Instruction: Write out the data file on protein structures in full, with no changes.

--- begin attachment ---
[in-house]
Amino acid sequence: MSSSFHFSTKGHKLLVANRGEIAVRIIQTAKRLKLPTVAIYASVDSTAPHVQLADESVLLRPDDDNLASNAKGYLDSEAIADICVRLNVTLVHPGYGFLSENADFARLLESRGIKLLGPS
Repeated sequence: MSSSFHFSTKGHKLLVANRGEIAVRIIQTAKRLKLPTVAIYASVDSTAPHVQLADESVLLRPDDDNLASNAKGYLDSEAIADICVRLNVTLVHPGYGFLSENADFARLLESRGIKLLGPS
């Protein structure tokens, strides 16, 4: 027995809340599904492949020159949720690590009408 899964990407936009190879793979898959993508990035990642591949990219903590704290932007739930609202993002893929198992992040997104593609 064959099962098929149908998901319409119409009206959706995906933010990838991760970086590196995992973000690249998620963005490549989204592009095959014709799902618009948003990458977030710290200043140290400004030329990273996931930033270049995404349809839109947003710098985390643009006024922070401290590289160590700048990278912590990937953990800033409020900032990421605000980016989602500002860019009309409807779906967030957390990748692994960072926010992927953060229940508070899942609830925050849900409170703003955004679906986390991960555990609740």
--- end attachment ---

[in-house]
Amino acid sequence: MSSSFHFSTKGHKLLVANRGEIAVRIIQTAKRLKLPTVAIYASVDSTAPHVQLADESVLLRPDDDNLASNAKGYLDSEAIADICVRLNVTLVHPGYGFLSENADFARLLESRGIKLLGPS
Repeated sequence: MSSSFHFSTKGHKLLVANRGEIAVRIIQTAKRLKLPTVAIYASVDSTAPHVQLADESVLLRPDDDNLASNAKGYLDSEAIADICVRLNVTLVHPGYGFLSENADFARLLESRGIKLLGPS
């Protein structure tokens, strides 16, 4: 027995809340599904492949020159949720690590009408 899964990407936009190879793979898959993508990035990642591949990219903590704290932007739930609202993002893929198992992040997104593609 064959099962098929149908998901319409119409009206959706995906933010990838991760970086590196995992973000690249998620963005490549989204592009095959014709799902618009948003990458977030710290200043140290400004030329990273996931930033270049995404349809839109947003710098985390643009006024922070401290590289160590700048990278912590990937953990800033409020900032990421605000980016989602500002860019009309409807779906967030957390990748692994960072926010992927953060229940508070899942609830925050849900409170703003955004679906986390991960555990609740």